What would no EPA mean to Beaufort County?

Published 4:18 pm Monday, February 6, 2017

Friday, a piece of legislation was introduced in the U.S. House of Representatives by a congressman from Florida. The bill, H.R. 861, calls for the termination of the Environmental Protection Agency.

Presumably, the bill introduced by Rep. Matt Gaetz is intended to hand regulatory power back to the states and let state legislatures decide what is best for their states, their businesses and their constituents. For some states, this poses little concern, largely because some laws in those states are more stringent than those enforced by the EPA.

It’s another story in North Carolina. In 2012, the North Carolina General Assembly enacted a law that forbids state environmental agencies from imposing rules more stringent than federal environmental regulations. This, in and of itself, may not be problematic, depending on the issue at hand — every terrain, every waterbody, is different. Blanket legislation set at the federal level may be perfectly reasonable for one state, but not for another.

However, the current General Assembly has consistently whittled away at the state department tasked with protecting North Carolina’s land, water and air: the Department of Environmental Quality.

Since 2011, there has been an 18-percent reduction in water quality/water resources staff at the state level; at the local level, a 41-percent reduction in staff at DEQ regional offices. There’s been a 40-percent reduction in core Division of Marine Fisheries staff. Many other administrative and departmental positions have been eliminated; authorized DEQ positions that are currently vacant number at 161. The loss of staff has a cumulative effect: less staff means a DEQ overburdened with work to the point it inhibits the ability to actually enforce environmental law.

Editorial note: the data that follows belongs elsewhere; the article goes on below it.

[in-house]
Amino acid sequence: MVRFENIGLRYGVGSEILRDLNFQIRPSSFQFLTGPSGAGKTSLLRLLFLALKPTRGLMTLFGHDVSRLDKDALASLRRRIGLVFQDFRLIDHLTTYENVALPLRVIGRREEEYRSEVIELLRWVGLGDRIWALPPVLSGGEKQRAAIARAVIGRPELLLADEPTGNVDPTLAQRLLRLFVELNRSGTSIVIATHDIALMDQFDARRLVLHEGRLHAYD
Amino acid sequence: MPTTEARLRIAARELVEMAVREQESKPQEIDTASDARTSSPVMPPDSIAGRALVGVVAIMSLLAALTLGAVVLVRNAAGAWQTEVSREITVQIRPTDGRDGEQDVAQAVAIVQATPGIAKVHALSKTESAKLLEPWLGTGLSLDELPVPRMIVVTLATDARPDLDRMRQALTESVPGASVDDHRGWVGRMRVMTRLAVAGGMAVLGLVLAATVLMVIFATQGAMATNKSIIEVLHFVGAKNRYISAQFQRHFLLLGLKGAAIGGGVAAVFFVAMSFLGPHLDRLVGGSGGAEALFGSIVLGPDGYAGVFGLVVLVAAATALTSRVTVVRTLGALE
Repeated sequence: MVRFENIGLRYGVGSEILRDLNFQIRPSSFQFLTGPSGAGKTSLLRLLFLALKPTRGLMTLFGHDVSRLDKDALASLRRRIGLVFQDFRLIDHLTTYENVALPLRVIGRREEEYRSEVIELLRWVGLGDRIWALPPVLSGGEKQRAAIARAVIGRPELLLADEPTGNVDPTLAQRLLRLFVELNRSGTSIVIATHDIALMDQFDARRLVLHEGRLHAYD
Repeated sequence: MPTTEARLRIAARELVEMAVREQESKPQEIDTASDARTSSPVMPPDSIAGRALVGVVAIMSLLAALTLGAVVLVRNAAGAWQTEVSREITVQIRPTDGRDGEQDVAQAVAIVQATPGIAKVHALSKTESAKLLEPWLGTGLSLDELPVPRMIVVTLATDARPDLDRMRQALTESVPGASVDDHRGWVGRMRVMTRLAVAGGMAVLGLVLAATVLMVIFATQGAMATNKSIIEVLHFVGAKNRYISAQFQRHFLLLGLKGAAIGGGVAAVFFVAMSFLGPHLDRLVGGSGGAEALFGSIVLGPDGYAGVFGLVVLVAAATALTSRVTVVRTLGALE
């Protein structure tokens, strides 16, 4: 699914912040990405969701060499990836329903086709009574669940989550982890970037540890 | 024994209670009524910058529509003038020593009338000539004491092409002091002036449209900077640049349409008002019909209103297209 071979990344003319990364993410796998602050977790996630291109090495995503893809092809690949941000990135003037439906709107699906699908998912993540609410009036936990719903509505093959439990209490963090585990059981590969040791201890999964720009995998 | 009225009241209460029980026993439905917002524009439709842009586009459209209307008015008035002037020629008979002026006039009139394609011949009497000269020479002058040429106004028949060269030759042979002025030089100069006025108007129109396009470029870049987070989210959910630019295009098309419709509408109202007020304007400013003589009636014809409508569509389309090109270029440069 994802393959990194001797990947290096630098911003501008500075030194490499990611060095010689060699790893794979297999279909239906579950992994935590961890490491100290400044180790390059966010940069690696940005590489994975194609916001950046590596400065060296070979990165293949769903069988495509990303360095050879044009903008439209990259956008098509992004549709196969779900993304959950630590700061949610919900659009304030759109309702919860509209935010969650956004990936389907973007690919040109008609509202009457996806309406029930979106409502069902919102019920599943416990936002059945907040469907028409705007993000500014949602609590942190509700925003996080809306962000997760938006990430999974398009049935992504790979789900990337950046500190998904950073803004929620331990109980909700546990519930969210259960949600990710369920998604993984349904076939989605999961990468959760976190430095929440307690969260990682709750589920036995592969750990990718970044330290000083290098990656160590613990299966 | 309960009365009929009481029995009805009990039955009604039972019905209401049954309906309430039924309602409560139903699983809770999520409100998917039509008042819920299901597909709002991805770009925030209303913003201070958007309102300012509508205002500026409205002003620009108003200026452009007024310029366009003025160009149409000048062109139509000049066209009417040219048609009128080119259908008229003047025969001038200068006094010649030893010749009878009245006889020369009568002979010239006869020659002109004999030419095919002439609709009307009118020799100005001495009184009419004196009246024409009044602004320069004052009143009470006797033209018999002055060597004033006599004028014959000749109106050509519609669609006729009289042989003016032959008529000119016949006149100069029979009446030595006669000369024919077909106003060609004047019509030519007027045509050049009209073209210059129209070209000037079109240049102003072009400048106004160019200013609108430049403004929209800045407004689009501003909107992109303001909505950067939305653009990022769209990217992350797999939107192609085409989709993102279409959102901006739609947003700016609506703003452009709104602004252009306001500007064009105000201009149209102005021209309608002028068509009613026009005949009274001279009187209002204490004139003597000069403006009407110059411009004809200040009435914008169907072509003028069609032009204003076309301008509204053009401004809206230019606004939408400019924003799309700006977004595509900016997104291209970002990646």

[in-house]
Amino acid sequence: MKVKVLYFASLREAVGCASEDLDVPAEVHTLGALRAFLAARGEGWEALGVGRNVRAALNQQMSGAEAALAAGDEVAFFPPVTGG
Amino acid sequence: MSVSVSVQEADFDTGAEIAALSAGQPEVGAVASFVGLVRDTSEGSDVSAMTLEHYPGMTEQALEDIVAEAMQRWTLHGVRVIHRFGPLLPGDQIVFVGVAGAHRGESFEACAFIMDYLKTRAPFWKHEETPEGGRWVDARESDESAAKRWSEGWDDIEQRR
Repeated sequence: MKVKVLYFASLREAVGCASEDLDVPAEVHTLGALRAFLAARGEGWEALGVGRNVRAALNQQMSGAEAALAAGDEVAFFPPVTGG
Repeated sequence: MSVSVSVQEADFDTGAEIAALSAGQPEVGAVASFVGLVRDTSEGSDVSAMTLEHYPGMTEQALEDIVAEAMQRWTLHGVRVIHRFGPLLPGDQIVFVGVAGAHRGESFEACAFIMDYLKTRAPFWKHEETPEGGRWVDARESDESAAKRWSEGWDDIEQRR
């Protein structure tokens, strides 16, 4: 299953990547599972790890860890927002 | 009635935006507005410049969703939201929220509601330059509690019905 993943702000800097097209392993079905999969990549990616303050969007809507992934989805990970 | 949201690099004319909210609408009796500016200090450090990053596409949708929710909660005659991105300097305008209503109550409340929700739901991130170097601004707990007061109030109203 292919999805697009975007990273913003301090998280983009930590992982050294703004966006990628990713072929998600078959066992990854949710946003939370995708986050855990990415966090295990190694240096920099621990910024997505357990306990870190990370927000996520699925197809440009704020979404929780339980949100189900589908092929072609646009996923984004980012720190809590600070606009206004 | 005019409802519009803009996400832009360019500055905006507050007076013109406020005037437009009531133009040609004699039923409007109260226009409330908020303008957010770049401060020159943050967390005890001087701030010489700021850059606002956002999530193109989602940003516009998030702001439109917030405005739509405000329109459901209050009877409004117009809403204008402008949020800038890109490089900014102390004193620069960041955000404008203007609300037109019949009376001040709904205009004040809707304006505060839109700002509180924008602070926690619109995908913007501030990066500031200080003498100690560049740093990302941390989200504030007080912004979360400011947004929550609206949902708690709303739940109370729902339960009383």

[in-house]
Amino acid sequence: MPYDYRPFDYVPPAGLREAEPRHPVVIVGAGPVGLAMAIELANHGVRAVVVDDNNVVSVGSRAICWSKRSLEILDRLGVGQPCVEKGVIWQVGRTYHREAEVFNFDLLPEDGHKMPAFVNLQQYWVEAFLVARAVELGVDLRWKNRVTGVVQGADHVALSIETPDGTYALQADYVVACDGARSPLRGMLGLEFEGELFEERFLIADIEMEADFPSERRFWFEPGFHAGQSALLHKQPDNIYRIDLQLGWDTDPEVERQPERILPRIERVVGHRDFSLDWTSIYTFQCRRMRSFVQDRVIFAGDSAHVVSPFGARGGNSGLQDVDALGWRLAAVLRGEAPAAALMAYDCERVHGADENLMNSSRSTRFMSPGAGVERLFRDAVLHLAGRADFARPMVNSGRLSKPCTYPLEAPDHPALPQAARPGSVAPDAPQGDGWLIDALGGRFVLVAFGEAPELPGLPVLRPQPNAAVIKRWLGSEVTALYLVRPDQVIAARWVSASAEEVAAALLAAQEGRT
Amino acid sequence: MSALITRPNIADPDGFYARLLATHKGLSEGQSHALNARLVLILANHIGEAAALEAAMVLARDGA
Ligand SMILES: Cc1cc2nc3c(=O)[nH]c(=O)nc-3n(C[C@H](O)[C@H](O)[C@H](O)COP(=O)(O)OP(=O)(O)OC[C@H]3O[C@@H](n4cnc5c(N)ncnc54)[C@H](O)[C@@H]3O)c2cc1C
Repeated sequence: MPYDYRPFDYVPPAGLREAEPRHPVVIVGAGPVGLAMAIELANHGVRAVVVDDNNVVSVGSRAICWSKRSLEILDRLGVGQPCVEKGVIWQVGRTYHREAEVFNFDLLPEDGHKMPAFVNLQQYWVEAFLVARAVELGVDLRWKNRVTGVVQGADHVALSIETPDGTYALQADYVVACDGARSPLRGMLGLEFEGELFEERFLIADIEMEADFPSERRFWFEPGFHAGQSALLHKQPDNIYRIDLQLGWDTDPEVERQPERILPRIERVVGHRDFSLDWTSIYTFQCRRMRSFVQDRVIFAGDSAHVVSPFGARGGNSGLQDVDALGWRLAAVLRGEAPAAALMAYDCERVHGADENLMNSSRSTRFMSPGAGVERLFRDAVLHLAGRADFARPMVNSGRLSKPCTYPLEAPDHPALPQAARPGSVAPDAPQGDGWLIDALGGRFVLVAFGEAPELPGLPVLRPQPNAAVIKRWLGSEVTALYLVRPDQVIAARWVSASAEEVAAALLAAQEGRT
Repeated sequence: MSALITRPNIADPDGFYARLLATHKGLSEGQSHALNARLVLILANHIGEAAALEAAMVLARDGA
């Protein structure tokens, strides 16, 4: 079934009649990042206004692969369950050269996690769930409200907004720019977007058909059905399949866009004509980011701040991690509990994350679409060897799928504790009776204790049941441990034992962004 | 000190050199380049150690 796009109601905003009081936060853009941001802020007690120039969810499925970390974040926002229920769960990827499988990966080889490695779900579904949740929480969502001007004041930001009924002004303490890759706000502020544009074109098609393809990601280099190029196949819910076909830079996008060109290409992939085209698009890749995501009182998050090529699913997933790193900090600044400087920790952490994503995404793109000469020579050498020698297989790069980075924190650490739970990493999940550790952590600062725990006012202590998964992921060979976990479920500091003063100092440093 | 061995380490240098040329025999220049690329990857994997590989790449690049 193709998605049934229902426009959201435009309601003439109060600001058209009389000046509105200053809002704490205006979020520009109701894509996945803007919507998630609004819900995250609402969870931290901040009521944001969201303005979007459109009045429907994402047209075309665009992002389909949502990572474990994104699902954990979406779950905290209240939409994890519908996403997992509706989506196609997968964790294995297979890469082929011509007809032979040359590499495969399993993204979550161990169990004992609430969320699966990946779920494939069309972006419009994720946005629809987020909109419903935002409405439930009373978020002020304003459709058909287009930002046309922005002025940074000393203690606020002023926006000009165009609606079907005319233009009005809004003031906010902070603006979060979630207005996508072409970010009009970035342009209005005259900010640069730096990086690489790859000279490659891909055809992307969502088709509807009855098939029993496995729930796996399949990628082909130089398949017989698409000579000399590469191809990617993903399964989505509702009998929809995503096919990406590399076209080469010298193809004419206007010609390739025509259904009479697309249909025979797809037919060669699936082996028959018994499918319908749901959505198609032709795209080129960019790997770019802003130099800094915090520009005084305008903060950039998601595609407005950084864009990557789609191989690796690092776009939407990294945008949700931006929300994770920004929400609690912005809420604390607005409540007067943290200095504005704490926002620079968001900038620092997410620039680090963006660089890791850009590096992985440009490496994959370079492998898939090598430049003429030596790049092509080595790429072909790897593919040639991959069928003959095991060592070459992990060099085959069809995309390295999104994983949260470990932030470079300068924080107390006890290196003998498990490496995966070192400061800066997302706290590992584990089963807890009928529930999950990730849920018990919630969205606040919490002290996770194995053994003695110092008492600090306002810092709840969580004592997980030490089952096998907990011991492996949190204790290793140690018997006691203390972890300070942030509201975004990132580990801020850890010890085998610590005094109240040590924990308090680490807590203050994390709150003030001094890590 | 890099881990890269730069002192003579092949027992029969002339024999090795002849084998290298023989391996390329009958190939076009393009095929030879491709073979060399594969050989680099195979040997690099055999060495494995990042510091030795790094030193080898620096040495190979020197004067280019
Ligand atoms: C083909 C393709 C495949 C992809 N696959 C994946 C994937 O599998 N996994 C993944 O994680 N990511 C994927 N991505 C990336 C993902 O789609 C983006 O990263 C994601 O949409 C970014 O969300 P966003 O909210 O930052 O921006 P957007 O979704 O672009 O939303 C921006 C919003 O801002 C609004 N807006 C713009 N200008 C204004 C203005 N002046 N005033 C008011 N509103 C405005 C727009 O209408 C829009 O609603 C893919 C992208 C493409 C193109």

These losses may not be of concern to some, but they are of concern to anyone who recognizes that Beaufort County’s most valuable resource — outside of its people — is the Pamlico River and its many contributing waterways.

In November of 2015, an EPA official sent notice to DEQ, and by extension North Carolina Department of Justice attorneys, that the state was treading a thin line by essentially telling residents they have no right to fight for their clean air or clean water. The letter referred to two cases: a proposed Wilmington cement factory and a proposed limestone mine right here in Beaufort County. More than a year later, Beaufort County residents and business owners are still being told by one North Carolina court that they have no right to protect their environment or their businesses.

Last year, the General Assembly proposed legislation that could have wiped out protections put in place to make sure the river doesn’t become polluted again — anyone around in the 1980s and 1990s remembers the massive fish kills due to unchecked runoff in the river.

This General Assembly has proven itself unresponsive to environmental concerns. The EPA has stepped in time and again to protect North Carolina’s environment and residents.

For a state like California, no EPA would be fine.

But North Carolina? But Beaufort County? Not so much.